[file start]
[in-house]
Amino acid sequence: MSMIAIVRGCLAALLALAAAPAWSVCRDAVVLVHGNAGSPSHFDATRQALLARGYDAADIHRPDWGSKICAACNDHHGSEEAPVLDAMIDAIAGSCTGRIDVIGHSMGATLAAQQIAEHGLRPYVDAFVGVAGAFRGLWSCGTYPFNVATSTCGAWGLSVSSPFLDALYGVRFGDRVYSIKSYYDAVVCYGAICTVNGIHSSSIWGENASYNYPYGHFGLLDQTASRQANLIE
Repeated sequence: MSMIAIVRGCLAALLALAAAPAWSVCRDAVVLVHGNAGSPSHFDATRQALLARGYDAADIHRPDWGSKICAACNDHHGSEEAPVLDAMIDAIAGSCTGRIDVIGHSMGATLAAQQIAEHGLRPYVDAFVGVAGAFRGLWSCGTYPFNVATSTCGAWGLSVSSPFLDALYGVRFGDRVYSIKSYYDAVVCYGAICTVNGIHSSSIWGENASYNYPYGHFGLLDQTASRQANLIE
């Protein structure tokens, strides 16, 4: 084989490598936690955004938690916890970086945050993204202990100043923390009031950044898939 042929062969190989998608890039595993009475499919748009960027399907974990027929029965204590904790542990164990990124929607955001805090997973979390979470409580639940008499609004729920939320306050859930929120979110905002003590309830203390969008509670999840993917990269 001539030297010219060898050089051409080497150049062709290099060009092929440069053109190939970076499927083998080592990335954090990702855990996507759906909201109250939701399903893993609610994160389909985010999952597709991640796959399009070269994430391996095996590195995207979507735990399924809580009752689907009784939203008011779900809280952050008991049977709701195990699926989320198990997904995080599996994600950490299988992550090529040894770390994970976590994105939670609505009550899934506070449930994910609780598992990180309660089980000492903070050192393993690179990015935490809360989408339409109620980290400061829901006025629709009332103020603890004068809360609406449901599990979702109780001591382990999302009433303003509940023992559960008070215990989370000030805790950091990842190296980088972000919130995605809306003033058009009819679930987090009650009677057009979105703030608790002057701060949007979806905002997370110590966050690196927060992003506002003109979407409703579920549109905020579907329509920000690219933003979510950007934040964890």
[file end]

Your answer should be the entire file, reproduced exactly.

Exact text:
[in-house]
Amino acid sequence: MSMIAIVRGCLAALLALAAAPAWSVCRDAVVLVHGNAGSPSHFDATRQALLARGYDAADIHRPDWGSKICAACNDHHGSEEAPVLDAMIDAIAGSCTGRIDVIGHSMGATLAAQQIAEHGLRPYVDAFVGVAGAFRGLWSCGTYPFNVATSTCGAWGLSVSSPFLDALYGVRFGDRVYSIKSYYDAVVCYGAICTVNGIHSSSIWGENASYNYPYGHFGLLDQTASRQANLIE
Repeated sequence: MSMIAIVRGCLAALLALAAAPAWSVCRDAVVLVHGNAGSPSHFDATRQALLARGYDAADIHRPDWGSKICAACNDHHGSEEAPVLDAMIDAIAGSCTGRIDVIGHSMGATLAAQQIAEHGLRPYVDAFVGVAGAFRGLWSCGTYPFNVATSTCGAWGLSVSSPFLDALYGVRFGDRVYSIKSYYDAVVCYGAICTVNGIHSSSIWGENASYNYPYGHFGLLDQTASRQANLIE
């Protein structure tokens, strides 16, 4: 084989490598936690955004938690916890970086945050993204202990100043923390009031950044898939 042929062969190989998608890039595993009475499919748009960027399907974990027929029965204590904790542990164990990124929607955001805090997973979390979470409580639940008499609004729920939320306050859930929120979110905002003590309830203390969008509670999840993917990269 001539030297010219060898050089051409080497150049062709290099060009092929440069053109190939970076499927083998080592990335954090990702855990996507759906909201109250939701399903893993609610994160389909985010999952597709991640796959399009070269994430391996095996590195995207979507735990399924809580009752689907009784939203008011779900809280952050008991049977709701195990699926989320198990997904995080599996994600950490299988992550090529040894770390994970976590994105939670609505009550899934506070449930994910609780598992990180309660089980000492903070050192393993690179990015935490809360989408339409109620980290400061829901006025629709009332103020603890004068809360609406449901599990979702109780001591382990999302009433303003509940023992559960008070215990989370000030805790950091990842190296980088972000919130995605809306003033058009009819679930987090009650009677057009979105703030608790002057701060949007979806905002997370110590966050690196927060992003506002003109979407409703579920549109905020579907329509920000690219933003979510950007934040964890």